Business: Become a market maker and not a follower
The Business Model Innovation Factory
By Saul Kaplan
'If netflixed isn't a verb, it should be," Saul Kaplan tells us in the first chapter of his book on business innovation. While it's a suggestion that's a bit cringeworthy, Kaplan is trying to make a point.
He relates the tale of US video rental chain Blockbuster -- which at one stage owned Xtravision in Ireland -- and how it failed to address the challenge posed by rival upstart Netflix, which began a mail order rental service.
Even when Blockbuster later realised it had to boost its online presence to combat competition, the move was thwarted by activist investor Carl Icahn.
He insisted the company continue its store roll-out in preference to growing its digital presence. The decision was near fatal. Blockbuster was forced to file for bankruptcy in 2010.
Kaplan, a former partner at Accenture, has run a business innovation centre for a number of years.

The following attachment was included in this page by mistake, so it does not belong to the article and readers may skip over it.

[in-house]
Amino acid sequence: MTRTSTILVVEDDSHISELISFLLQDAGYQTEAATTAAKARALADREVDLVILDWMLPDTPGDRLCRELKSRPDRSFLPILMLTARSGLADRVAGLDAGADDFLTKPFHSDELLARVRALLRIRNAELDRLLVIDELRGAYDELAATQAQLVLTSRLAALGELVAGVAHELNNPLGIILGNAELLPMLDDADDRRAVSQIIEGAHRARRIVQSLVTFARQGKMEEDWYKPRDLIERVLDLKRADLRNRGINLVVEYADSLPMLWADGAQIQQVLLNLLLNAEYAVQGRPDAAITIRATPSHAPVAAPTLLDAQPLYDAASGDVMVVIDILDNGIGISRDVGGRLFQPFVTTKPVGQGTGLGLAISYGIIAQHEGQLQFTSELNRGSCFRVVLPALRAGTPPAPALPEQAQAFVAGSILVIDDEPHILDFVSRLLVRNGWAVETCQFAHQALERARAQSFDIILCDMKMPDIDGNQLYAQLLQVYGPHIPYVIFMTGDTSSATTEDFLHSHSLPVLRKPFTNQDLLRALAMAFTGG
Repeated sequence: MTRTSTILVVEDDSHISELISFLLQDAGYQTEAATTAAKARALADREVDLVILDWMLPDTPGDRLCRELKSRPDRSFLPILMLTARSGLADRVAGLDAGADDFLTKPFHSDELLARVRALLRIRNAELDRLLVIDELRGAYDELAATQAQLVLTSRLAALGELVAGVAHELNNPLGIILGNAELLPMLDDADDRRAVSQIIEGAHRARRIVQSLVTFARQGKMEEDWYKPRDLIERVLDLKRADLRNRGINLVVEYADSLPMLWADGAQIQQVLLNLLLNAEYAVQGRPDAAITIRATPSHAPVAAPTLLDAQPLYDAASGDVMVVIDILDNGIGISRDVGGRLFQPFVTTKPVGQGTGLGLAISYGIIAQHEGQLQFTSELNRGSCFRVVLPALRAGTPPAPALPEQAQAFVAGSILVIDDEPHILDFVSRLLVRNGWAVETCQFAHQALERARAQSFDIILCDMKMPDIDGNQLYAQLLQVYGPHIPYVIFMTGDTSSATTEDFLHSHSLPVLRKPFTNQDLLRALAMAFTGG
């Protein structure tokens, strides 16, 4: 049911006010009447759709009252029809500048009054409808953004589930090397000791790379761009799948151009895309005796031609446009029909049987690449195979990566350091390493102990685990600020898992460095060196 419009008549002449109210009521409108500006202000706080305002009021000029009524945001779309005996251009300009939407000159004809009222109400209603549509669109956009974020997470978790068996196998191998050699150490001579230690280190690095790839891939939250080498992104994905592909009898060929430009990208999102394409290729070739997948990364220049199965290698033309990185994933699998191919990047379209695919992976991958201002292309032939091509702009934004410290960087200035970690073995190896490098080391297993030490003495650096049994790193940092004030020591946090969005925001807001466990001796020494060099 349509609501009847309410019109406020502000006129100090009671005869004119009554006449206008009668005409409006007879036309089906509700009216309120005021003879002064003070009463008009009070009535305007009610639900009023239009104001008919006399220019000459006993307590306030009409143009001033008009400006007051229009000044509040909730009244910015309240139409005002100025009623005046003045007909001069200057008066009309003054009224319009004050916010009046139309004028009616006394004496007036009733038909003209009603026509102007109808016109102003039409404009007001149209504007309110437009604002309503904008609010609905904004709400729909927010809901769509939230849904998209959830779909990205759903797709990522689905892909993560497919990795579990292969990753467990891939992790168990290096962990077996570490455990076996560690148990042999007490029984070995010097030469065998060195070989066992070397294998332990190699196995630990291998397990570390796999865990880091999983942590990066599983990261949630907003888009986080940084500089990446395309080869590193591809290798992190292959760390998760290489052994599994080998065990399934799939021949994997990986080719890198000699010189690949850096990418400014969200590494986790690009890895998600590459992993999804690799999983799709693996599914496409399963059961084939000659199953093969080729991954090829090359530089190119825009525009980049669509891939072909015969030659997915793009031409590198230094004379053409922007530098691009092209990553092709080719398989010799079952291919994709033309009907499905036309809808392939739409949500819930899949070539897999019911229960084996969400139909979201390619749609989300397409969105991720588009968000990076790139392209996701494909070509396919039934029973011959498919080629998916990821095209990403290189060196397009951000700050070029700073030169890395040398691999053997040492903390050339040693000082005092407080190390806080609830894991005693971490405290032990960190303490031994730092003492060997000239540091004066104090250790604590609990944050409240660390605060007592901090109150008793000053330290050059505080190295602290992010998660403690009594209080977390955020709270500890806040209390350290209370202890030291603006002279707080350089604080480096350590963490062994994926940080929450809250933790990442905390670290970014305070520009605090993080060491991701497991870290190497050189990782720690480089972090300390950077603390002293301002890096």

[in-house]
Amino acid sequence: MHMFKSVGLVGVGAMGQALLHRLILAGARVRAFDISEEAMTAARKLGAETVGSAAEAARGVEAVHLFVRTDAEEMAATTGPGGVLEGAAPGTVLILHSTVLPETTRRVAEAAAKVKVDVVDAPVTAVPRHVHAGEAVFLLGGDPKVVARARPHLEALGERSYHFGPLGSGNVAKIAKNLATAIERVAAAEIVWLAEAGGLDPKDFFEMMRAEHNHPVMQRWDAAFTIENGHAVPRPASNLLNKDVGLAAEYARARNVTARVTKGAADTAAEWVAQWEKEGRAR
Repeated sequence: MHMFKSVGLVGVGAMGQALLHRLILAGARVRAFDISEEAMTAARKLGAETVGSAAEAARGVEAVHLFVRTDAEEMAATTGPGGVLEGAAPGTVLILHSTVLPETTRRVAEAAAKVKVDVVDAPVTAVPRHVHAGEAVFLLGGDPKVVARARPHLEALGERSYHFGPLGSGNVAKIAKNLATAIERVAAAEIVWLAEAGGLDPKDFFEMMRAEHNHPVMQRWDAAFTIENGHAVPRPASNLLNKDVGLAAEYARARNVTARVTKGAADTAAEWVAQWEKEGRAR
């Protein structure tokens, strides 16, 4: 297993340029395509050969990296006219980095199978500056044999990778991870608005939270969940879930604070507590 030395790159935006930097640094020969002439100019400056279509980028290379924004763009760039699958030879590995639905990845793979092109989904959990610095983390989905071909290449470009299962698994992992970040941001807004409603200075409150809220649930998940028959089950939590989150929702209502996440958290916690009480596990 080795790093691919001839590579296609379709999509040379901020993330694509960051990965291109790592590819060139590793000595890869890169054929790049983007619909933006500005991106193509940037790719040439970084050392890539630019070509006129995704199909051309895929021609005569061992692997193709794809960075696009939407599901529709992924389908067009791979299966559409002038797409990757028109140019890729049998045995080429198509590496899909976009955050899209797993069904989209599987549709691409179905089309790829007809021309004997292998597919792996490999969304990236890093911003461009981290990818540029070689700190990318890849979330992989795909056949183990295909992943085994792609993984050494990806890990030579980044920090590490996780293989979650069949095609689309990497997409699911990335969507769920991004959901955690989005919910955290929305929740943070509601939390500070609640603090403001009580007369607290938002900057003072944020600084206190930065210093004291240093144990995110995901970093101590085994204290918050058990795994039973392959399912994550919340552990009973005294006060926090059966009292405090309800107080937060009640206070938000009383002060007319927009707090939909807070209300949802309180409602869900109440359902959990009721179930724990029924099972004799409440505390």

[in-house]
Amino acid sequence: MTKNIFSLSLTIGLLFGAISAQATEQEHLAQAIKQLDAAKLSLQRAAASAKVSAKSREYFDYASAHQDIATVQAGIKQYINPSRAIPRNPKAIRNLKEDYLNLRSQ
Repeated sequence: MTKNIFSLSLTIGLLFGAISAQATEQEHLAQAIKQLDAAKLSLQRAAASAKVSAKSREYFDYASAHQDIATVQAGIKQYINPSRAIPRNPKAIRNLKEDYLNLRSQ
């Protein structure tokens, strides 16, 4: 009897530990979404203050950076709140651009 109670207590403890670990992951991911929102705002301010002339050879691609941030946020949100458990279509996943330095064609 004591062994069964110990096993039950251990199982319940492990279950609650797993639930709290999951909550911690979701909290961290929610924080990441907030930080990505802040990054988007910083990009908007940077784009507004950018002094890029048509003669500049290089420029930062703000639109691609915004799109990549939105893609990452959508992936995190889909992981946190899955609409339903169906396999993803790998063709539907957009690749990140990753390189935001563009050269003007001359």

While some of his ideas and how he conveys them often contain the type of high-octane language one comes to expect from such books -- "innovation junkies", "road warrior consultant" are just two of his over-used phrases -- he does, to be fair, offer some good advice.
Companies and organisations need to move away from delivering incremental improvements to their business models if they want to survive. Rather, they need deep transformation.
"Incremental improvements to a business model are important," he notes, "they're just not sufficient to avoid being disrupted."
He says that many companies suffer from what he terms "death by 1,000 initiatives", where there's an over-reliance on tweaks to an existing business model in the belief that such minor alterations are in themselves enough to stave off the competition and marketplace evolution.
Kaplan makes it quite clear they're not. He also insists that developing new transformational business models requires input from everyone in an organisation.
Kaplan's book provides food for thought. In the current economic environment, it's also a useful reminder that survival requires differentiation from competitors -- not just on the usual things such as pricing or product range, but structurally.
Kaplan says organisations should seek to become "market makers", not just followers.
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